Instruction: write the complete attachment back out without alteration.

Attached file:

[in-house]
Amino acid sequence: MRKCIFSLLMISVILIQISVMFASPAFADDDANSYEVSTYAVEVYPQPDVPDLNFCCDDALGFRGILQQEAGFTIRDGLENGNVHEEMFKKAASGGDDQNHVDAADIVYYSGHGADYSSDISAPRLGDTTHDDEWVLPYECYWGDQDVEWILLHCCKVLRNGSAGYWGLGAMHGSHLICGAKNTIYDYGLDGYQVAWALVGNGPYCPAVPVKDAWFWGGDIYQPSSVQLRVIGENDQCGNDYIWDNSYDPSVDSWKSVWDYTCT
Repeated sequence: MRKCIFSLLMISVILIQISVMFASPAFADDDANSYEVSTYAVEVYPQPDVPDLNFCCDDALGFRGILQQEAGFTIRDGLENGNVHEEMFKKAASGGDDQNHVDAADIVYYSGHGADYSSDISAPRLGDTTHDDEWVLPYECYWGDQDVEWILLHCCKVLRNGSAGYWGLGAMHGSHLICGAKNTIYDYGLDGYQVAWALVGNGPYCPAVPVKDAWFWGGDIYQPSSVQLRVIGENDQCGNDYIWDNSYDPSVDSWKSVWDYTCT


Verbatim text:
[in-house]
Amino acid sequence: MRKCIFSLLMISVILIQISVMFASPAFADDDANSYEVSTYAVEVYPQPDVPDLNFCCDDALGFRGILQQEAGFTIRDGLENGNVHEEMFKKAASGGDDQNHVDAADIVYYSGHGADYSSDISAPRLGDTTHDDEWVLPYECYWGDQDVEWILLHCCKVLRNGSAGYWGLGAMHGSHLICGAKNTIYDYGLDGYQVAWALVGNGPYCPAVPVKDAWFWGGDIYQPSSVQLRVIGENDQCGNDYIWDNSYDPSVDSWKSVWDYTCT
Repeated sequence: MRKCIFSLLMISVILIQISVMFASPAFADDDANSYEVSTYAVEVYPQPDVPDLNFCCDDALGFRGILQQEAGFTIRDGLENGNVHEEMFKKAASGGDDQNHVDAADIVYYSGHGADYSSDISAPRLGDTTHDDEWVLPYECYWGDQDVEWILLHCCKVLRNGSAGYWGLGAMHGSHLICGAKNTIYDYGLDGYQVAWALVGNGPYCPAVPVKDAWFWGGDIYQPSSVQLRVIGENDQCGNDYIWDNSYDPSVDSWKSVWDYTCT